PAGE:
Around the world, cities are the “ground zero” of inequality and unsustainability. The two largest cities in the United States, New York City and Los Angeles, are also the two most unequal cities, and one-third of the United Kingdom’s poorest 10% of families live in London. Meanwhile, two-thirds of the world’s energy and 70% of global carbon emissions are attributed to cities. This leads to the question of how the evolution of public policy, and urban design, can strategically combat these two growing issues. Around the world, cities are looking to mobility as part of the solution, and in particular, asking a simple question: what if public transport was free?
Today, approximately 100 cities around the world offer free public transport, with a heavy concentration in Europe. The future of transit, both from an operational and architectural standpoint, has generated a growing interest among architects and urbanists as of late, with ArchDaily last year noting a 206% increase in views of articles related to public transport versus 2018, along with a 143% increase in readership of articles related to mobility.
There are numerous reasons why access to public transport should be encouraged. For every $1 invested in public transport, around $4 of economic returns is generated, while a $10 million investment in public transport generates $30 million in increased business sales. People are also safer traveling on public transport, with accident risk reduced by 90% versus private transport. From an environmental perspective, public transport already saves the US 4.2 billion gallons of gasoline each year, and 37 million metric tons of carbon. As buses emit 20% less carbon monoxide and 25% fewer nitrogen oxides per passenger mile versus single-occupancy cars, public transport is also better for public health.
The advantages of increased public transport use are obvious, but the effects of making entire public systems free at the point of use are more contested. While studies, scenarios, and simulation models can provide limited indicators, the effects of free public transport are best seen in real-world actions by cities that have taken the brave step.
France has also become a center for free public transport initiatives. As the country has pledged to ban the sale of petrol and diesel cars by 2040, and ban their presence in Paris by the same year, access to public transport has taken on an added significance. Today, 23 French towns offer free public transport. The largest is Dunkirk, whose 257,000 residents benefit from a free bus system that has increased usage of the network by 60% on weekdays, and 100% on weekends. 48% of users say they leave their cars at home, while 5% have sold their cars entirely.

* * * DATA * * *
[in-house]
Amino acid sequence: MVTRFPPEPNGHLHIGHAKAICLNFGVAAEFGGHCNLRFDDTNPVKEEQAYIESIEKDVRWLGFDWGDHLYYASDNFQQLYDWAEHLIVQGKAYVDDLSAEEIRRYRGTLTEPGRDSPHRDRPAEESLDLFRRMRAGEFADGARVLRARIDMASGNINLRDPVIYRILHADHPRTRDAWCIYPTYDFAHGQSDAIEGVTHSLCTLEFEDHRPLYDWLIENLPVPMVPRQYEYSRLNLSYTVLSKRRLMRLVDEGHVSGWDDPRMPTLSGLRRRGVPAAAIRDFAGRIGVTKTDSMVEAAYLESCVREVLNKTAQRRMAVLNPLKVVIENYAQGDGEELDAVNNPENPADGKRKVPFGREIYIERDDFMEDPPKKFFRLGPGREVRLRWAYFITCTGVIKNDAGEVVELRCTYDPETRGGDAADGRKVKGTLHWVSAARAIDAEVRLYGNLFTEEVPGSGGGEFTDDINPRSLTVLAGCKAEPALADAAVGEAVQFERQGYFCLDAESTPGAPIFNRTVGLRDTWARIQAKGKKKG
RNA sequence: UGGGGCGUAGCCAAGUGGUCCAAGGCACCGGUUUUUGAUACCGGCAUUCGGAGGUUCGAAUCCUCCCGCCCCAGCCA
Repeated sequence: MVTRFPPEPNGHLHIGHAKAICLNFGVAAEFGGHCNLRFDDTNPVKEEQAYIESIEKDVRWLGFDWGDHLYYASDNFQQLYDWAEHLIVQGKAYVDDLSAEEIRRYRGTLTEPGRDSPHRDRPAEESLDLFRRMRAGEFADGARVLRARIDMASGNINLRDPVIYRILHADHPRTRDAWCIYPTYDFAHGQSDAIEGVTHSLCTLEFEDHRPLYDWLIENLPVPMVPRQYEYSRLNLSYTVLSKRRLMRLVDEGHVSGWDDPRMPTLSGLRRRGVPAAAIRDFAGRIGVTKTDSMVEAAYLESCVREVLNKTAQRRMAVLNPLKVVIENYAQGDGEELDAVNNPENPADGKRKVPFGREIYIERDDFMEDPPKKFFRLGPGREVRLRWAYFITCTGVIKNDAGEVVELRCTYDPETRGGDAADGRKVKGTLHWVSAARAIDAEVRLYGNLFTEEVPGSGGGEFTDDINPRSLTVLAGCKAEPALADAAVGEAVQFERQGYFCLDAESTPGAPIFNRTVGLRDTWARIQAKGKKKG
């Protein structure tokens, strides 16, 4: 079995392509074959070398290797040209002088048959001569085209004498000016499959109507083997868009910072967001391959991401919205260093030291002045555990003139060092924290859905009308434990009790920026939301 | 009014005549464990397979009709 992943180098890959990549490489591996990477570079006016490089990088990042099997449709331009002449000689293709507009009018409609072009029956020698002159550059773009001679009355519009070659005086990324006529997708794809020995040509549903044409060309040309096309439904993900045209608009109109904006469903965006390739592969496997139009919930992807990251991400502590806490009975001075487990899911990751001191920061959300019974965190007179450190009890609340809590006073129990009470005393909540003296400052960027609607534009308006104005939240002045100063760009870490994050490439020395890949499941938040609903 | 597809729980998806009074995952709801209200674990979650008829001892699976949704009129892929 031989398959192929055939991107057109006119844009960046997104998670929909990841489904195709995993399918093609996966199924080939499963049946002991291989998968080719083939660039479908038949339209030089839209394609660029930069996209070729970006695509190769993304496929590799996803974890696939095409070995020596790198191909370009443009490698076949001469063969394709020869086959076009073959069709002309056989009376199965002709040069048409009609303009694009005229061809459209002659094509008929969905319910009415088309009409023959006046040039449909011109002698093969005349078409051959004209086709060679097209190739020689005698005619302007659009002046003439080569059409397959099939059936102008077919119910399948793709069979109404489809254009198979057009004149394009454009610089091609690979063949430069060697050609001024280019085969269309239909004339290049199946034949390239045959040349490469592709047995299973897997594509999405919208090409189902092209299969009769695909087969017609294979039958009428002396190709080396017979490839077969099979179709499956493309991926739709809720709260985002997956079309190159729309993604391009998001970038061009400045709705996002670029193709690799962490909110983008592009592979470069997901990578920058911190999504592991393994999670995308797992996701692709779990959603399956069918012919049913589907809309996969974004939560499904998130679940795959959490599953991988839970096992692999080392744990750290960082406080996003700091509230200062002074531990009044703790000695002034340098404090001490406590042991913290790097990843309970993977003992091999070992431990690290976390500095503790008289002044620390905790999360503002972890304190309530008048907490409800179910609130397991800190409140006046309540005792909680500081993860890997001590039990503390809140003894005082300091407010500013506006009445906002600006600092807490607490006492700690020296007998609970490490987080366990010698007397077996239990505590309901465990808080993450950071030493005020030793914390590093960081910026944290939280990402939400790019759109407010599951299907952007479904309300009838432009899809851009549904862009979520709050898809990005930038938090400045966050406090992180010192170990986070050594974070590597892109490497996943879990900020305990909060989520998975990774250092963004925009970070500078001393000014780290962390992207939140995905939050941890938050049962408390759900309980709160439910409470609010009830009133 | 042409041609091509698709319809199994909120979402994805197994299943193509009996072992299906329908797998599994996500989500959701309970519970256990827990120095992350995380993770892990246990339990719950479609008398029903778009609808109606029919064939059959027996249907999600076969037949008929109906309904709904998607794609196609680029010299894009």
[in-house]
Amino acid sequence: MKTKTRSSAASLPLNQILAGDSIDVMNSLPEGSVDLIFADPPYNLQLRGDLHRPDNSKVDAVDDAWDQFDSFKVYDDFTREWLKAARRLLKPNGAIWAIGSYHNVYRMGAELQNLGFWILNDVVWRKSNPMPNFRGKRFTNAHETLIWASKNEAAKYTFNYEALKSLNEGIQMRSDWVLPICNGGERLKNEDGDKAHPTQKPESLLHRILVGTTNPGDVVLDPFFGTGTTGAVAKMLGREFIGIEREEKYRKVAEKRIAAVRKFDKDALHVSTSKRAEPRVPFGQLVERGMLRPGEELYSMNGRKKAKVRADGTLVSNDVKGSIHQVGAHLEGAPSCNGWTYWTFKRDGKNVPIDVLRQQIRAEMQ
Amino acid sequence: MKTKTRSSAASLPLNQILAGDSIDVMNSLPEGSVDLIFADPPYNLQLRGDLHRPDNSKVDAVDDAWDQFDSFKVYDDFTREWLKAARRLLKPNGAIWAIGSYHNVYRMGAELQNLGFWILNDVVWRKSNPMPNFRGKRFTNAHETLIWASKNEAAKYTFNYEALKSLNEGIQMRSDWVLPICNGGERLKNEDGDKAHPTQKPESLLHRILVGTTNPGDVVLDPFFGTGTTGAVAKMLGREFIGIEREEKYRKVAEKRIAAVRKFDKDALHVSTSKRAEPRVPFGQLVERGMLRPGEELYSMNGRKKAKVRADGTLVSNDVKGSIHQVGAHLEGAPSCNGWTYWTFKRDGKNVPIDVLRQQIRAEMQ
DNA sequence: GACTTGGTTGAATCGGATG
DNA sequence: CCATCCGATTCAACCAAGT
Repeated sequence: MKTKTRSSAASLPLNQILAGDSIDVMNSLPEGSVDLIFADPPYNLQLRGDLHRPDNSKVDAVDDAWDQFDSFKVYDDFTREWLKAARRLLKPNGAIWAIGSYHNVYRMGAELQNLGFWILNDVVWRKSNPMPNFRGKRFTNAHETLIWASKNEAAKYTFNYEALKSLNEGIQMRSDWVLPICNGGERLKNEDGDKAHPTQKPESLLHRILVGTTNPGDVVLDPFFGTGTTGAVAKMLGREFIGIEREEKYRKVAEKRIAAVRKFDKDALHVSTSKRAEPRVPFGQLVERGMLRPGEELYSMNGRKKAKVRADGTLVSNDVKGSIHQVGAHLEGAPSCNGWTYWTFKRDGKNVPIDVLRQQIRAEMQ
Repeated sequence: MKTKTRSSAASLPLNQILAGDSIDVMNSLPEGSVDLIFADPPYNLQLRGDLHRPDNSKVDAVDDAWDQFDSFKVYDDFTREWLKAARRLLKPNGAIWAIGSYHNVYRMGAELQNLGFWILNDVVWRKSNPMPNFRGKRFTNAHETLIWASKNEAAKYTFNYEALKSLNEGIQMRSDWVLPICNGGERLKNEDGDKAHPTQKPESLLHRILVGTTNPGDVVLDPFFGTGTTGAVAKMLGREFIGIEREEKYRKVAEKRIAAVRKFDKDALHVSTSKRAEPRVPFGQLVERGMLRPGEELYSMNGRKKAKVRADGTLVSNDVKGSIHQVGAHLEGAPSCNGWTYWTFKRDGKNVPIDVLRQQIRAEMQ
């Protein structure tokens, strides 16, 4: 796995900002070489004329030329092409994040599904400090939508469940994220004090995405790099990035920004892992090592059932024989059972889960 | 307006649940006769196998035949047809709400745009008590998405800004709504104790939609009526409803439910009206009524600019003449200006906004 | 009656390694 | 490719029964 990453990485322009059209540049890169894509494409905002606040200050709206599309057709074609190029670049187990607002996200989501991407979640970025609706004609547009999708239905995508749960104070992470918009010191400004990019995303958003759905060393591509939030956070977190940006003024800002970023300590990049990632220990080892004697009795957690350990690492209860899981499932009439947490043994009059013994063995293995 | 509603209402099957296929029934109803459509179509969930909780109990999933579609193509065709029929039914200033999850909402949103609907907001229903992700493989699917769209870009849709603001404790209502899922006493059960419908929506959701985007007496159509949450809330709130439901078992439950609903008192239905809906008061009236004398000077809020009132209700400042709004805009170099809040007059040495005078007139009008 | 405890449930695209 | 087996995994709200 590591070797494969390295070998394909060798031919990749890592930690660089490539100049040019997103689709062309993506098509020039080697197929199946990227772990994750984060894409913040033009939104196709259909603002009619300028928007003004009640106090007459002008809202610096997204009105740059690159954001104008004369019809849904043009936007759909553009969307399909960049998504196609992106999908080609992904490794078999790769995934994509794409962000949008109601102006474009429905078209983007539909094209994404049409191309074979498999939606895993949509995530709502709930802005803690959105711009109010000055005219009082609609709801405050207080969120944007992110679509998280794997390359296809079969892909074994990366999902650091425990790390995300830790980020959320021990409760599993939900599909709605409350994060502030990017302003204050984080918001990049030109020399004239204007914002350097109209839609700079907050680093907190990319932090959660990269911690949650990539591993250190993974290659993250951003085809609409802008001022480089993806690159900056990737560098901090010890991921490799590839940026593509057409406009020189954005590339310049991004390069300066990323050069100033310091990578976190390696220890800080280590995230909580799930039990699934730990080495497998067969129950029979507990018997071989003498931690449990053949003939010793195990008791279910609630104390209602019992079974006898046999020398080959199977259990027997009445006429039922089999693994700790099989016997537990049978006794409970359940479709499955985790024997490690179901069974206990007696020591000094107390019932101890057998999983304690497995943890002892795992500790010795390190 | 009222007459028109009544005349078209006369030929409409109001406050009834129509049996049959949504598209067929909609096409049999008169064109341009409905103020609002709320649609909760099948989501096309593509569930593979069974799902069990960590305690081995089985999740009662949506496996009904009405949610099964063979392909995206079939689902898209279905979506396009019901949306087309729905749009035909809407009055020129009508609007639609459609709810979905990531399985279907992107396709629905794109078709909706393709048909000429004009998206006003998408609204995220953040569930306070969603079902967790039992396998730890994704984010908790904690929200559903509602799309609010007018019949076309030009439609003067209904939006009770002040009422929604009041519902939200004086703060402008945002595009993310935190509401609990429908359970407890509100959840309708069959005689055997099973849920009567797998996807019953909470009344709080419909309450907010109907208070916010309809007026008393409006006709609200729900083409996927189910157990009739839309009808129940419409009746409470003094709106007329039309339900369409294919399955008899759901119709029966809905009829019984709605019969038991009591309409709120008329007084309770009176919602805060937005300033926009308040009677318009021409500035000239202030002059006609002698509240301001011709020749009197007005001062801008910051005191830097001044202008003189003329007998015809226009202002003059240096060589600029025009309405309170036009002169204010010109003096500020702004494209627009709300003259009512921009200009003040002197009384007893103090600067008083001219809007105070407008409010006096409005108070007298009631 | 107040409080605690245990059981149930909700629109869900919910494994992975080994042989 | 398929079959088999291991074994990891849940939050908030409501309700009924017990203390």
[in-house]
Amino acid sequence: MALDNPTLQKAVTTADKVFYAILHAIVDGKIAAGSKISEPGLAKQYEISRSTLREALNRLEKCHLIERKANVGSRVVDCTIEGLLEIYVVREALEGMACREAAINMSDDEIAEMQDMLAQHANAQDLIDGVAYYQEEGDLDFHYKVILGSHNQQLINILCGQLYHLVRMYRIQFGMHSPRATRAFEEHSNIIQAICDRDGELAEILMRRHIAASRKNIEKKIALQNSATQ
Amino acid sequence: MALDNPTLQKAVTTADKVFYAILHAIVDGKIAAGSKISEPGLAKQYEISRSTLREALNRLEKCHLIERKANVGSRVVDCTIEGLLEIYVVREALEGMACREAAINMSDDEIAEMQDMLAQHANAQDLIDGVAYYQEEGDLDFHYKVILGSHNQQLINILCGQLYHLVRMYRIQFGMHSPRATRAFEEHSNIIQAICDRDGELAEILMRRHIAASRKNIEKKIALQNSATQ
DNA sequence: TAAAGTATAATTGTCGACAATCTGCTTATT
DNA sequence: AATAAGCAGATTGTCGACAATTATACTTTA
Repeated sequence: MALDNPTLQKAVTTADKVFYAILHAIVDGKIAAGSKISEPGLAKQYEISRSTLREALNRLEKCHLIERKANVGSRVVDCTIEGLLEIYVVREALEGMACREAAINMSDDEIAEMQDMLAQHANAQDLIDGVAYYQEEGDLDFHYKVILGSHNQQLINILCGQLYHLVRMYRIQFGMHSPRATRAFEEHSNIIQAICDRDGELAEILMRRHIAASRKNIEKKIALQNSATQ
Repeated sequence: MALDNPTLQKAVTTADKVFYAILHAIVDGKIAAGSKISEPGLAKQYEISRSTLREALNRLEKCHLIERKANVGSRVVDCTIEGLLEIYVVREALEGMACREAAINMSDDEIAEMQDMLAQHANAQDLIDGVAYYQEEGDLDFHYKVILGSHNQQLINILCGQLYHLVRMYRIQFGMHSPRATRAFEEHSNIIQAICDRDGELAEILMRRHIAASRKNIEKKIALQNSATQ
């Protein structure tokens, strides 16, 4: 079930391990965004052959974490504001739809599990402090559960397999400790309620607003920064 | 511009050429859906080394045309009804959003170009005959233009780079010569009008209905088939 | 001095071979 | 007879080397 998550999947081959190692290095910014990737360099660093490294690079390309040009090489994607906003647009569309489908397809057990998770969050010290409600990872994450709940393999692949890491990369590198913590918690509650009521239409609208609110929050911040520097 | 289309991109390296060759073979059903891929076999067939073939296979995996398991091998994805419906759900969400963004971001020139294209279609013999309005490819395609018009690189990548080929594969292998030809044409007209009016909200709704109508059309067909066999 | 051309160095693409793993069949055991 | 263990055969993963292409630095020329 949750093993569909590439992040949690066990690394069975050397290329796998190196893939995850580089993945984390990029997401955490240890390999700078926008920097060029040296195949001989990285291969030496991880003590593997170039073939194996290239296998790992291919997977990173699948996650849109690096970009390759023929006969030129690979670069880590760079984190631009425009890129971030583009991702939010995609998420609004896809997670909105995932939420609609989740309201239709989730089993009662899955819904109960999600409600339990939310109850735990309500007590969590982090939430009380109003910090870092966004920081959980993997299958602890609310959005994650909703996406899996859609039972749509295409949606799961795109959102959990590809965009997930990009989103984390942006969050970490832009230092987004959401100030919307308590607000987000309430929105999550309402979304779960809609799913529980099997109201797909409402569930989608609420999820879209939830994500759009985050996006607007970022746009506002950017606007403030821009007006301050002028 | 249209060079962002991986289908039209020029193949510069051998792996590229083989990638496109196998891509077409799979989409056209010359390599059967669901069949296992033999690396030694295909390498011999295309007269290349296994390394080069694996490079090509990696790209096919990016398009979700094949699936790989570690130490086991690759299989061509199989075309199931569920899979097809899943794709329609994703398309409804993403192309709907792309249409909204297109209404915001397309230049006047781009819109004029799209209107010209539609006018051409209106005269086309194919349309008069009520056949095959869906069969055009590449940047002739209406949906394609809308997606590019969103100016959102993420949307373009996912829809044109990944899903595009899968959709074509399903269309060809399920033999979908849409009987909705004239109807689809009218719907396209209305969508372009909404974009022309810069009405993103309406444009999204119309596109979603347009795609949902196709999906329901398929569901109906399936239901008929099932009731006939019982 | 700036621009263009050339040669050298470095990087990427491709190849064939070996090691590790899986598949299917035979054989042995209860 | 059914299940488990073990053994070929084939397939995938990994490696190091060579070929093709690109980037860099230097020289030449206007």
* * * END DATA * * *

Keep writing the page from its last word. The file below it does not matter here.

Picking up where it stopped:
At the time of the announcement, Free University Brussels transport expert Wojciech Keblowshi noted that “Use among vulnerable groups – the unemployed, the elderly and youths who do not have a middle-class income – increased dramatically when fares are abolished. The city becomes much more available to them. They can look for jobs and take advantage of cultural activities and institutions. That argument is especially present in the French context.”
In the liberal state of Massachusetts, a number of towns and cities are examining and enacting free systems. As detailed by The New York Times, the state’s second-largest city of Worcester is considering waiving bus fares in a move expected to cost between $2 million and $3 million per year. Meanwhile, Lawrence MA, a city of approximately 80,000, began a two-year pilot program in September 2019 to abolish bus fares, leading to a 24% increase in the use of their system.
Boston is also examining the feasibility of such a system. President of the City Council, Kim Janey, sees the move as a key factor in addressing social and racial inequality, saying “think about who is using our buses: It’s black people, folks who live in communities where there are deep, deep concentrations of poverty.” Janey has proposed abolishing fares on key routes through low-income neighborhoods of the city.
However, the idea has not won unanimous backing in Boston. Mayor Marty Walsh has exhibited caution over the financial feasibility of the scheme, while MBTA Advisor Board deputy director Brian Kane, who oversees the system’s expenditures, was quoted by The New York Times as saying “there’s no such thing as free. Someone has to pay. Boston has the highest-paid bus drivers in the country. They’re not going to work for free. The fuelers, the mechanics — they’re not going to work for free.” He has argued that a free system would mean losing the $109 million generated by fares in 2019. Supporters of a free system dispute this, saying the system would cost $36 million and be paid for by a 2-cent rise in the city’s fuel tax. This month, the idea was endorsed by the editorial board of The Boston Globe.